I must confess I get a perverse sense of satisfaction from watching MERS suffering pushback on a variety of fronts. The latest, as we mentioned a few weeks ago, is the prospect of litigation by various local governments asserting the right to the recording fees that the MERS system bypassed.
The press release below is from the Guilford County Register of Deeds in North Carolina. As you can see, he is exploring the county’s options for recouping recording fees he believes that MERS owe to Guilford County, to the tune of $1.3 million (hat tip Lisa Epstein via ForeclosureFraud).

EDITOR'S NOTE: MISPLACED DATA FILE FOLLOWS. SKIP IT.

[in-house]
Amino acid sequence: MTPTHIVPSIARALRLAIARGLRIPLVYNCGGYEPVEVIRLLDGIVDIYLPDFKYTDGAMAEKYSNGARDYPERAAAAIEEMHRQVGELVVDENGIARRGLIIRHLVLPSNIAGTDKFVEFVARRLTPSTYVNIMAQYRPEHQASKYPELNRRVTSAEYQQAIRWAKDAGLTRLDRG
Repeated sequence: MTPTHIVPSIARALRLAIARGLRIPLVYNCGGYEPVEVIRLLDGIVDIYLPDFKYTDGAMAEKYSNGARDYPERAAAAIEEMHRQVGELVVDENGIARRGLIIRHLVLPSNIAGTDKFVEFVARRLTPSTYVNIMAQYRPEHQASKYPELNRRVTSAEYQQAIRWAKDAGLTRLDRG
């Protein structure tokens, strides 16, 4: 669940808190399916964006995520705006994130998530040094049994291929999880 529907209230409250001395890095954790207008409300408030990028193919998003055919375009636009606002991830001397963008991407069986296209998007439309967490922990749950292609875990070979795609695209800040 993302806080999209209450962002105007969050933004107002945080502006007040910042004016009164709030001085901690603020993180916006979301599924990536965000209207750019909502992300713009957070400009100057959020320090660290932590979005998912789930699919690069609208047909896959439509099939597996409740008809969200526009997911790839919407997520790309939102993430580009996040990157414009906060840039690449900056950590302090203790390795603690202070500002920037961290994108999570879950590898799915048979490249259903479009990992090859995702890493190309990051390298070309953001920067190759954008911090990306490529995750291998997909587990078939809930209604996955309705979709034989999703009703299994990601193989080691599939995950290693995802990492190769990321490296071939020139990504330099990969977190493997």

I particularly like this sentence:
“Do we want land records in America to be governed by major banking conglomerates on Wall Street or the people and laws of the United States of America?”
As we have indicated, MERS is far from a deep pockets target. And no one has yet filed a lawsuit; litigation is an expensive proposition for both parties. You could easily see the county spending more that it could possibly collect in legal costs.
The real question is whether a clever lawyer can find a legal theory that would allow the local governments to sue not just MERS but one of the parties that benefitted from the MERS process, presumably the sponsors. And then you’d need to file it on a class action basis so that the legal cost divided over a large number of plaintiffs would still allow for reasonable recoveries.